The bento is an essential part of Japan’s rich food culture. The bento has been shared by loved ones and friends for centuries. About 700 years ago, in the Nara Era, people would preserve dried rice wrapped in bamboo leaves to eat outside. That was the beginning of the portable lunch in Japan. Today, the bento has evolved into a well-balanced, pleasing-to-the-eyes meal that can bring a smile to anyone who receives it — especially if that bento is a so-called “character bento!”
Imagine getting a lunchbox from a friend or loved one. You open the lid, and there’s your favorite anime character staring back at you! Mothers surprise their kids with character bentos featuring Pikachu, Totoro, Snoopy and Olaf from the Disney movie Frozen. Character bentos are part of Japan’s kawaii culture — they’re almost too cute to eat!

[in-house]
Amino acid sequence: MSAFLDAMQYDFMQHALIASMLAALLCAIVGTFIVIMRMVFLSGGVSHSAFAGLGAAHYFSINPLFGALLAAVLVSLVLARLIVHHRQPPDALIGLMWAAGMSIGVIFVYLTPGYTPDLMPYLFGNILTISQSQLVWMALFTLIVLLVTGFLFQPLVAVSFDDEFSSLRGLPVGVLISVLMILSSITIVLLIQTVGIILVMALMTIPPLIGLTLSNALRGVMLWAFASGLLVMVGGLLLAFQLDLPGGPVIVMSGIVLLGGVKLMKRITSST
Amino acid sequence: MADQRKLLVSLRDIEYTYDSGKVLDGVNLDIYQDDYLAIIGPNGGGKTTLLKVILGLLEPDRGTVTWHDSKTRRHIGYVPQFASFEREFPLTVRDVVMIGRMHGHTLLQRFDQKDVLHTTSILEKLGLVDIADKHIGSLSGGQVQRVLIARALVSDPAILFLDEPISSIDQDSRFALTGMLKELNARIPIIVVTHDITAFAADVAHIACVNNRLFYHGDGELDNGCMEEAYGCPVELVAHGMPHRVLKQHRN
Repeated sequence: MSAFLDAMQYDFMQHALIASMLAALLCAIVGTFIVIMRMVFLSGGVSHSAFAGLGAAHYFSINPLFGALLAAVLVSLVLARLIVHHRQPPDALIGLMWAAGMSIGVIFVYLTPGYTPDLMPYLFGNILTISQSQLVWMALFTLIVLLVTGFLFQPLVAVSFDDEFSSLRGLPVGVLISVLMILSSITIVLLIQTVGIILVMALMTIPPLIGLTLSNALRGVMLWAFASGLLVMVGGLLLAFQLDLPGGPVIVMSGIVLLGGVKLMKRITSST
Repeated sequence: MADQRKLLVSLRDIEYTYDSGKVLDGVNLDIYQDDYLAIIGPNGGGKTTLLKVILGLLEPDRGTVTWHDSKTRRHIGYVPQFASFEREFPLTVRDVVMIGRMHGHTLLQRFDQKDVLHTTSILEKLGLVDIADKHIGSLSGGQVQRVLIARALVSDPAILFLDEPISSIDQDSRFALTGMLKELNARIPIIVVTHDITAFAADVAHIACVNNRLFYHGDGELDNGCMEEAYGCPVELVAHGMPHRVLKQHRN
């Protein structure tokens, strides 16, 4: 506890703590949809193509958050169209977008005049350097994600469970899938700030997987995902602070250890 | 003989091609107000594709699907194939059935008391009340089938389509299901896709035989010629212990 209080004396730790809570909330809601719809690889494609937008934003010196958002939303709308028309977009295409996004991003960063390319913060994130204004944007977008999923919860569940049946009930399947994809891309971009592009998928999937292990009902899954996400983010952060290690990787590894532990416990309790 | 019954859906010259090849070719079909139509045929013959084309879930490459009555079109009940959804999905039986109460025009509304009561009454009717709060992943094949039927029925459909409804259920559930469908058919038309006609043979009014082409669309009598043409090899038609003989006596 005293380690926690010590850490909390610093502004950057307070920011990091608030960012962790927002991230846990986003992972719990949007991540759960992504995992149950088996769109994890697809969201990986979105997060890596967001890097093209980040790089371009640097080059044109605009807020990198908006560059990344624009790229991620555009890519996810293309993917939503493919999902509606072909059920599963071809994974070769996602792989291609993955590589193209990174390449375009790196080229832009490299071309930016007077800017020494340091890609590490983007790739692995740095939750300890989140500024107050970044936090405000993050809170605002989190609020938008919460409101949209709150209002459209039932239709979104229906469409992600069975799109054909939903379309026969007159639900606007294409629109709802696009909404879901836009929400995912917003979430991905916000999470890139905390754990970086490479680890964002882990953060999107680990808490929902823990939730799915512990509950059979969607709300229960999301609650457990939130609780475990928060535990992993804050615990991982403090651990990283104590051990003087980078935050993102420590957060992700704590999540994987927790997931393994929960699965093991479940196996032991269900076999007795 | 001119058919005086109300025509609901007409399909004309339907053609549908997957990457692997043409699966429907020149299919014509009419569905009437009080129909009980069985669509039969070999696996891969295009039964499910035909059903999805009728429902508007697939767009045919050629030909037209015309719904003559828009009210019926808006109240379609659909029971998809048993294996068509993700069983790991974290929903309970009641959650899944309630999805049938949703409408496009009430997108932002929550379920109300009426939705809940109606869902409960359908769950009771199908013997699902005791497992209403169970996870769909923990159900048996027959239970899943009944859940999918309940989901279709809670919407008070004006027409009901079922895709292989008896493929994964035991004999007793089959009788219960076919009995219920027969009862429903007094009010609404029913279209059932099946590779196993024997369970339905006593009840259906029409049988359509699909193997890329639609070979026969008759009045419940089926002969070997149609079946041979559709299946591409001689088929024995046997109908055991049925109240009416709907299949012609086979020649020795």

Making a character bento can be demanding. Some moms get up at 4 or 5 am to make sure they have it ready before the school bus arrives. But character bentos, called chara-ben in Japan, are not just about being cute. There is method to the mothers’ early-morning madness: a character bento can get a picky kid to eat vegetables and other healthy items he or she otherwise would push aside with the chopsticks.
In Seattle, a variety of bento boxes, rice molds, and other supplies are on sale at Uwajimaya supermarket.
Cute, delicious and nutritious. What more could one ask from a boxed lunch?